The water of the Kamping Puoy Basin in western Cambodia is still and vast, stretching between Ta Ngen and Kamping Puoy mountains in the distance. It’s extraordinarily dry and hot for midday in the month of December, usually the cool season in Cambodia. When the water levels of the reservoir are higher, Cambodians have picnics by the shore, eat bittersweet lotus seeds, and take boat rides. But today, the long and narrow wooden boats are empty, tied to planks at the shore’s edge, which is shallow in parts with grassy knolls peeking out.
Across the road behind us, a winding pathway leads down to makeshift shacks on stilts where villagers prepare a meal of rice, fried chicken, and Khmer beef stew that visitors can eat as they watch the water flow before them. It’s an idyllic scene and I have to remind myself that I’m standing at the abutment of a dam that took the lives of hundreds of thousands of Cambodians nearly 40 years ago. There’s nothing here, no sign or memorial that even hints at the history. But constructing monuments is difficult in a country where every other street corner, rice field, or pagoda, no matter how innocuous, is potentially the former site of a mass crime.
On August 7th 2014, the United Nations-backed Khmer Rouge Tribunal sentenced two senior leaders of the Communist Part of Kampuchea, what Cambodia was called under the Khmer Rouge, to life in prison: 88-year-old former Deputy Secretary of the Communist Party Nuon Chea and the 83-year-old former Head of State, Khieu Samphan. Life sentences for octogenarians have little substantive value, so for survivors of the Khmer Rouge genocide and their lawyers, the court’s decision on the reparations they have sought was of critical importance. I’m in Kamping Puoy basin as a consultant with the Documentation Center of Cambodia (DC-Cam) because of one such reparation order—the establishment of five permanent exhibitions on the Khmer Rouge period in provincial museums in Cambodia.
The Basin, built after the Khmer Rouge came into power in 1975, is six meters long and 1,900 meters wide and at full capacity it can hold 110 million cubic meters of water to irrigate over 13,500 hectares of rice fields in the province. It was conceived as part of the Khmer Rouge’s version of the Great Leap Forward, Mao Zedong’s ambitious and ultimately catastrophic attempt to modernize China’s economy by focusing on large-scale industrial and agricultural projects.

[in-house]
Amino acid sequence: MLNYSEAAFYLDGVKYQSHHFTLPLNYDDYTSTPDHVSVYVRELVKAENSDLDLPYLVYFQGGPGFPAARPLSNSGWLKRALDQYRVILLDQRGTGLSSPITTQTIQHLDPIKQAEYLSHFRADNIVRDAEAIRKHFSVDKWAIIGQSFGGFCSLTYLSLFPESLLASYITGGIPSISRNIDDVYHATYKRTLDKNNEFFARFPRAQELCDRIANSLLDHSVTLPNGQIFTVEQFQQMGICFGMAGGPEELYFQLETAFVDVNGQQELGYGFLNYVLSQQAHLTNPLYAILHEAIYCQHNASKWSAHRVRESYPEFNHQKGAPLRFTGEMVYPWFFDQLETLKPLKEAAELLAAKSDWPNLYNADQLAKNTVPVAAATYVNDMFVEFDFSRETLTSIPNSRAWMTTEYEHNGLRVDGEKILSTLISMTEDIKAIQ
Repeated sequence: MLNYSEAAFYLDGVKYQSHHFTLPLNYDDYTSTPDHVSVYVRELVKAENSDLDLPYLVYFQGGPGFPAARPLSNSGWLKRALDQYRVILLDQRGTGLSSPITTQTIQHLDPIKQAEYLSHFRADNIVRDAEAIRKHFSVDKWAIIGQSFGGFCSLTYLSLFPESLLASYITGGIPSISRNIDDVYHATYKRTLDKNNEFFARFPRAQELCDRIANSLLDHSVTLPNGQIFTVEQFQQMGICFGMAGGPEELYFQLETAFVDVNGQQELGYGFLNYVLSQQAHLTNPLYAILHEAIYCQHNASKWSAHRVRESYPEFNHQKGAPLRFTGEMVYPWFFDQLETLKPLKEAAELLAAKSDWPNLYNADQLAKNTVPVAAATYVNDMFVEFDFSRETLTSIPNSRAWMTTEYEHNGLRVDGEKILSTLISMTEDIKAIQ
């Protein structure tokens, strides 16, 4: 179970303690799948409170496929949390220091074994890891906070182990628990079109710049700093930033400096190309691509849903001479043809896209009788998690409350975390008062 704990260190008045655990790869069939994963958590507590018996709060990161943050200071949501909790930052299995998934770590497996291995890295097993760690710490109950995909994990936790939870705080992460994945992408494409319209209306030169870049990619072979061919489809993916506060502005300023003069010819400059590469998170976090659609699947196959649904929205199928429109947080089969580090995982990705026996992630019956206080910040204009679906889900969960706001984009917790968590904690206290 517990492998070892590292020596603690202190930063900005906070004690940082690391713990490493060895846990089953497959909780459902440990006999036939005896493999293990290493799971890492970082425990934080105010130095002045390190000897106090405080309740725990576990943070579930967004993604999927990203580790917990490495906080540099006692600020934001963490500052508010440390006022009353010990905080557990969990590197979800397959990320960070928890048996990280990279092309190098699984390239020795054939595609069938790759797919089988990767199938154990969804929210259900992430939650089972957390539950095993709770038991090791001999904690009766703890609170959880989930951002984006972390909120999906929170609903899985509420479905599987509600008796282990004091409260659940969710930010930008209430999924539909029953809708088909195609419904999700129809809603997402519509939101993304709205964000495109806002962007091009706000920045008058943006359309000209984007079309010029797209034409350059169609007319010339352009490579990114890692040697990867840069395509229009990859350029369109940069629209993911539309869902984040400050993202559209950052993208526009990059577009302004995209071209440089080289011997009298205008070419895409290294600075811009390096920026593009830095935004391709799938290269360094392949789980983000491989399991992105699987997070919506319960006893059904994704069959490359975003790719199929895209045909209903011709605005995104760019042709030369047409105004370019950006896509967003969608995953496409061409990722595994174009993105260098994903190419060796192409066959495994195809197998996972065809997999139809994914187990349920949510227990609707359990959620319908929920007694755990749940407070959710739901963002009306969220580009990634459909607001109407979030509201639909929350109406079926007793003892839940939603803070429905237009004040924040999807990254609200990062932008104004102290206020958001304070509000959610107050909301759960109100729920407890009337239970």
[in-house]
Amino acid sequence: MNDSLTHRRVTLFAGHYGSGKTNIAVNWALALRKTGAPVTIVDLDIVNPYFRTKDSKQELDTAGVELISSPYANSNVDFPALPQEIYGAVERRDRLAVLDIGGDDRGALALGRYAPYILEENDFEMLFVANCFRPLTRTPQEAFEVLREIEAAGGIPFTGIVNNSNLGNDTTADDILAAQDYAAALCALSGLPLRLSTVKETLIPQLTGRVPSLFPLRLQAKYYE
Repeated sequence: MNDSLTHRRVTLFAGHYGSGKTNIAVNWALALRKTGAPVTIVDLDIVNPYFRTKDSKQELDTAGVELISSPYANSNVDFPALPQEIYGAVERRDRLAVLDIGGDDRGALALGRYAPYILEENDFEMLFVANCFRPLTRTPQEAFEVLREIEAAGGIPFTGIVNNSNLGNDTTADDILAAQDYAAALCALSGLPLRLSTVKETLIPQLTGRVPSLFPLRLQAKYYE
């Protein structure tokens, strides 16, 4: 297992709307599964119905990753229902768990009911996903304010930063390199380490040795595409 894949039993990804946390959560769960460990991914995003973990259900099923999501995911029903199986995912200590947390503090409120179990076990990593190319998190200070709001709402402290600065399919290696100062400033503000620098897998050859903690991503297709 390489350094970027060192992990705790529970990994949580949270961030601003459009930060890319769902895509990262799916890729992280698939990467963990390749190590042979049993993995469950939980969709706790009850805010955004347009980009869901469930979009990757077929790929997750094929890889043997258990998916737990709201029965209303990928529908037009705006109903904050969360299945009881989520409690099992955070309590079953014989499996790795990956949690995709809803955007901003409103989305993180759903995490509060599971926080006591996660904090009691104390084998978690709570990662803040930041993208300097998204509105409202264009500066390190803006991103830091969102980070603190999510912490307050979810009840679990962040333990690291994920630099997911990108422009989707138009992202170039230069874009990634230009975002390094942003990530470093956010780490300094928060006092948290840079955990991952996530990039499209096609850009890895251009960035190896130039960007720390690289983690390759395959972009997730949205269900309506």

Cambodia became Democratic Kampuchea and much like China, people were forcibly evicted from their homes, families were separated, and everyone was sent to live in cooperatives. Their tasks included building dams, irrigation canals, farming, and growing rice. A typical workday during this period started at 5 am. Lunch (a can of watery rice soup shared among several people) was at 11 am. Work resumed from 1 pm to 6 pm and then, from 7 pm to 11 pm. Of the estimated 1.7 million deaths by the regime’s ouster at least half were due to overwork and malnutrition.
But executions were also commonplace. Khmer Rouge cadres killed workers for stealing a piece of palm sugar or a potato from the harvest. The methods of execution were brutal—if bayonets were in short supply, an axe or the sharp end of a palm frond sufficed. Mass graves were filled and more pits were dug. The stench often overpowered the redolence of fruiting mango trees.
Today in the sweeping Cambodian countryside, people wonder about bone shards, bits of torn fabric and skulls floating up from the rich soil. The Kamping Puoy basin is no different. It’s a macabre feature of everyday life—the verdant fields provide an abundant seasonal yield, as well as evidence of the country’s bitter history. In the years I’ve spent working here, the stories repeat themselves: water buffaloes defecate suddenly out of fear, or they refuse to pull plows in some segments of the fields because they can see ghosts; lakes that were shallow graves are now too deep to search for the bones of missing family members. But everyone keeps searching. Unfinished funerary rites haunt them as much as the memory of lost family members. Cambodians have been waiting for over 30 years to put these ghosts to rest.
The ultra-Maoist Khmer Rouge came into power in Cambodia on April 17 1975, defeating the right wing, American-backed Lon Nol government after a protracted civil war. Fuelled in part by the rise of the communist People’s Army of Vietnam (PAVN) in neighboring northern Vietnam, their numbers swelled during the American bombings of Cambodia, carried out during the American war in Vietnam. Fearing the spread of communism in Indo-China, the United States dropped 2,756,941 tons’ worth of bombs across 113,716 sites in the country. It’s a staggering figure that outstrips the total number of bombs dropped by the Allies during all of World War II.
The country was divided into administrative zones with numbered regions. The regime itself became an omniscient, omnipresent entity called “Angkar.” Again echoing the Cultural Revolution in China, the regime’s key architects banished religion, money, and private property ownership. City-dwellers in Phnom Penh were dubbed “new people” and seen as traitors who adored western culture in contrast to the “base people” who toiled in rural provinces and had true revolutionary zeal.
But the regime’s cadres forcibly evacuated both villagers and city-dwellers from their homes; no one was exempt. Loaded onto trains, trucks, ox-carts and often forced to walk for weeks, they ceased to be individuals or members of families, becoming instead a nameless labor force: bodies worked to death in cooperatives to produce enough rice for export. It was an insidious trade in which Cambodian rice was exchanged for Chinese weapons, while Cambodians starved to death.